you check him out the next time he’s in Seattle (which lucky for you is on
February 17th at Neumos)! You won’t regret it—I can speak from experience when I say that it will be an ear-opening performance to remember as last Wednesday’s was at the ECT.

Artist Profile: Let’s talk about Doja Cat

Whoaaaa, so I’m completely out of my element.

Actually, I was really wanting to share with you another reallyhippie indie, guitar playing artist that “seemed incredibly raw” as I like to
say. But enough of my uppity attitude, we should switch it up sometimes, you know?

Let’s talk about Doja
Cat
.

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I’m not super into hip-hop or rap so when I became intrigued
with Doja Cat, I was a little inspired. Not much is known about her, really, but
born Ami Zindale, she’s an 18 year old singer/rapper and L.A. based. She’s
young and she’s new, but she’s got this weird trippy vibe about her, and I
really just dig it.

This EP Purr! that
Doja Cat has out is relatively new, released in August 2014. It’s got 5 tracks,
and I’m not a fan of all of them, but her sound is just so different and airy and
so blended with soul vibes, I can’t help but like it.

“So High” was a single Doja Cat released prior to her EP, in
April, and is one that definitely gives off the impression of being high. It’s
dreamy, kind of psychedelic with the beats she uses, and her voice is kind of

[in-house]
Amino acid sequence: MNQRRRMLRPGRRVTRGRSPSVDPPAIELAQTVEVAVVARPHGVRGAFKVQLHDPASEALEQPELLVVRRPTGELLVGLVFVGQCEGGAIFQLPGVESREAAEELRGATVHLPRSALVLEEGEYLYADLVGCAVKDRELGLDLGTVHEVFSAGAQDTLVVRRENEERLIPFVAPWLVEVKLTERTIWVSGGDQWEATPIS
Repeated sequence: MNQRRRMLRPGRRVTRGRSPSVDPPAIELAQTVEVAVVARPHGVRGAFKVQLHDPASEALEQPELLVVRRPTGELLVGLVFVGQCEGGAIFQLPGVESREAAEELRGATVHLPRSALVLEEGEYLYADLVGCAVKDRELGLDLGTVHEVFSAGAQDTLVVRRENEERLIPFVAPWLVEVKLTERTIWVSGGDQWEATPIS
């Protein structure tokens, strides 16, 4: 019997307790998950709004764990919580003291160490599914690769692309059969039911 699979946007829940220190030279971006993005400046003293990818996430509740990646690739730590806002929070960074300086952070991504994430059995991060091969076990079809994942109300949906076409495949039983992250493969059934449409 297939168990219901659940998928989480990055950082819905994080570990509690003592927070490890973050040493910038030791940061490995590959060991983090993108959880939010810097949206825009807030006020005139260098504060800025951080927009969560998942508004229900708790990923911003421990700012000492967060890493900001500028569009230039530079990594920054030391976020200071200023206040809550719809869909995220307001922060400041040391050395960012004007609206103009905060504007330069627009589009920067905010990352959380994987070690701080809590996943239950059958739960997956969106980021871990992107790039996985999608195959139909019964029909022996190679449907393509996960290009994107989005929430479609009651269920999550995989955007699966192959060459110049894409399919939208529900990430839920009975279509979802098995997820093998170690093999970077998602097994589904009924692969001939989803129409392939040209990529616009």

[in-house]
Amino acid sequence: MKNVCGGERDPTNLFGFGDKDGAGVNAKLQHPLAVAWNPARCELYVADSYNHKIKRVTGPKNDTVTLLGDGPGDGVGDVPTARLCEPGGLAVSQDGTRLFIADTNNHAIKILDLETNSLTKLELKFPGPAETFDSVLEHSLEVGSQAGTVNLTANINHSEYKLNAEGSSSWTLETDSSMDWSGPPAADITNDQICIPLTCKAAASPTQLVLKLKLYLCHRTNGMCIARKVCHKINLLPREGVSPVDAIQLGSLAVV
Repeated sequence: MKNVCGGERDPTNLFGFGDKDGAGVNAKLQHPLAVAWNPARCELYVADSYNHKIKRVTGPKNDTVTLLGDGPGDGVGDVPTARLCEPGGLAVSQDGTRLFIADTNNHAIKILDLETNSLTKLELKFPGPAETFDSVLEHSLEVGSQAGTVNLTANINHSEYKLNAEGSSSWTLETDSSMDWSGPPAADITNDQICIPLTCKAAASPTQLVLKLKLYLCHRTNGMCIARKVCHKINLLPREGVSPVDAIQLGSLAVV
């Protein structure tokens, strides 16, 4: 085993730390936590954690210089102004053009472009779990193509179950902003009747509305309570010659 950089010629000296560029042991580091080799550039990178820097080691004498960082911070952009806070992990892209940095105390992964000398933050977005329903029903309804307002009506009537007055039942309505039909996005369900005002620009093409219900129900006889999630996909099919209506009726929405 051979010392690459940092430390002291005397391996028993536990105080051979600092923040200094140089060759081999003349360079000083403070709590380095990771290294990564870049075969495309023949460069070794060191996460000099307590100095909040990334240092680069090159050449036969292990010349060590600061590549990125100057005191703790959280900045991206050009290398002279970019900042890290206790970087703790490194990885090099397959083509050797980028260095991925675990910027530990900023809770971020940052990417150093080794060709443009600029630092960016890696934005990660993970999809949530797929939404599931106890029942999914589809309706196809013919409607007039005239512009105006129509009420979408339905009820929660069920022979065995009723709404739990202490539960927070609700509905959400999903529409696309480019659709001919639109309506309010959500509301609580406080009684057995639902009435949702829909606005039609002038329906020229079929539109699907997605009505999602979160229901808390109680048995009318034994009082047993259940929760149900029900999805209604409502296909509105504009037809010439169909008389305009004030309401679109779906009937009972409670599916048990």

just this high lilting mystery that pulls you in. It’s not a catchy, boppy
song, but definitely when she sings over and over again “You get me so high/You
get me so high” I catch myself grooving along to her.

It’s good, listen. It’s really trippy.

Okay, so then we continue on to the rest of the EP and it’s
pretty much along this vibe. She has this absentminded, lazy, spacey way of
singing, but once in a while, she dips into smooth straight rap like in “Nunchucks”
get this slower, soul Nicki Minaj
feel to her tracks.

Honestly, I have no idea why I like this, but I just do. I
listen to a track like “Beautiful” and it’s dreamy and mixes her smooth rap with
hippie beats in the background.

I really like “No Police.” She mixes her rap stylings with
some really chill beats, and her overall style makes it one of the best tracks
on the EP. But I also like “Control,” with her slow builds and real, breezy,
echoes that just relax you.

Doja Cat is consistent within her EP and that’s good, but
she’s definitely different. I think that’s what it is. She’s weird. She’s
different, I’ve never really heard anyone like her before and her originality
of mixing soul, rap, and R&B together is intriguing. She mixes her little